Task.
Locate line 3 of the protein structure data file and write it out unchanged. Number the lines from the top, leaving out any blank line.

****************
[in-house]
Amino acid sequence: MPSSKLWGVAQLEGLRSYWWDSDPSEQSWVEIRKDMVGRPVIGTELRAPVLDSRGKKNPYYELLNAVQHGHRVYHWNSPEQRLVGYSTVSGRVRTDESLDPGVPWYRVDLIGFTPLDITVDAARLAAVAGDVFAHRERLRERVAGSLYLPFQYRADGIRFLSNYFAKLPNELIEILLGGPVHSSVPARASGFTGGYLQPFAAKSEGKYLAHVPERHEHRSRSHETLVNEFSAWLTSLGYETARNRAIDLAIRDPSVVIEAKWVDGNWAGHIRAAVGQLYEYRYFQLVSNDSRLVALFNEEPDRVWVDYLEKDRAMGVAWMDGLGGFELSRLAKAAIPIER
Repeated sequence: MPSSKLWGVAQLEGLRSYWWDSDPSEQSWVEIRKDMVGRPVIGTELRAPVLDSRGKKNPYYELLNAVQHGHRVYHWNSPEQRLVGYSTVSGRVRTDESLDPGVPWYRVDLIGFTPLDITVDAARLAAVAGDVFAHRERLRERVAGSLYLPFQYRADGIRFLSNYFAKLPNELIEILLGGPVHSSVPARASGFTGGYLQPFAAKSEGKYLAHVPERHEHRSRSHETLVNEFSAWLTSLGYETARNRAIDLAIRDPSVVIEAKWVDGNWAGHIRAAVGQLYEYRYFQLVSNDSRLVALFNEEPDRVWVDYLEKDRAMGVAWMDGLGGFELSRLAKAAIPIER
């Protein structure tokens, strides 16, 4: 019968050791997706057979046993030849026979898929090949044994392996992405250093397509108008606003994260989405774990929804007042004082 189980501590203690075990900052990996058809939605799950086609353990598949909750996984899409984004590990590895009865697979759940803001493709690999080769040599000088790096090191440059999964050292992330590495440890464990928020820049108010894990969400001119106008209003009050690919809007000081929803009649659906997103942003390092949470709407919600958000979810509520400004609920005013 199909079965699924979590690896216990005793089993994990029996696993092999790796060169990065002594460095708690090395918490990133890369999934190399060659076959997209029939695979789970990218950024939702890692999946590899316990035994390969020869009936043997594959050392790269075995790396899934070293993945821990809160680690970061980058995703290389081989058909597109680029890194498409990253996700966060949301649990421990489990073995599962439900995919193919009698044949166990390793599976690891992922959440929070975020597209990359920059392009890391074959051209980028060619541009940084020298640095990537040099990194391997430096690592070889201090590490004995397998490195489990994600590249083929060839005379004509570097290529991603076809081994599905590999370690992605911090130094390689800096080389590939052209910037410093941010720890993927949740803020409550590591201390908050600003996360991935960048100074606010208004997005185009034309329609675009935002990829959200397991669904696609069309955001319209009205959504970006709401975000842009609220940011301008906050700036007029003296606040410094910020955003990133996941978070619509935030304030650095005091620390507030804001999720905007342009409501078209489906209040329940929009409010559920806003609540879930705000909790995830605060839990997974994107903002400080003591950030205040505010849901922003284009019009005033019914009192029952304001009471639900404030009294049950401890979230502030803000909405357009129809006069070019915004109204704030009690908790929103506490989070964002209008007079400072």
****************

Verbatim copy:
Repeated sequence: MPSSKLWGVAQLEGLRSYWWDSDPSEQSWVEIRKDMVGRPVIGTELRAPVLDSRGKKNPYYELLNAVQHGHRVYHWNSPEQRLVGYSTVSGRVRTDESLDPGVPWYRVDLIGFTPLDITVDAARLAAVAGDVFAHRERLRERVAGSLYLPFQYRADGIRFLSNYFAKLPNELIEILLGGPVHSSVPARASGFTGGYLQPFAAKSEGKYLAHVPERHEHRSRSHETLVNEFSAWLTSLGYETARNRAIDLAIRDPSVVIEAKWVDGNWAGHIRAAVGQLYEYRYFQLVSNDSRLVALFNEEPDRVWVDYLEKDRAMGVAWMDGLGGFELSRLAKAAIPIER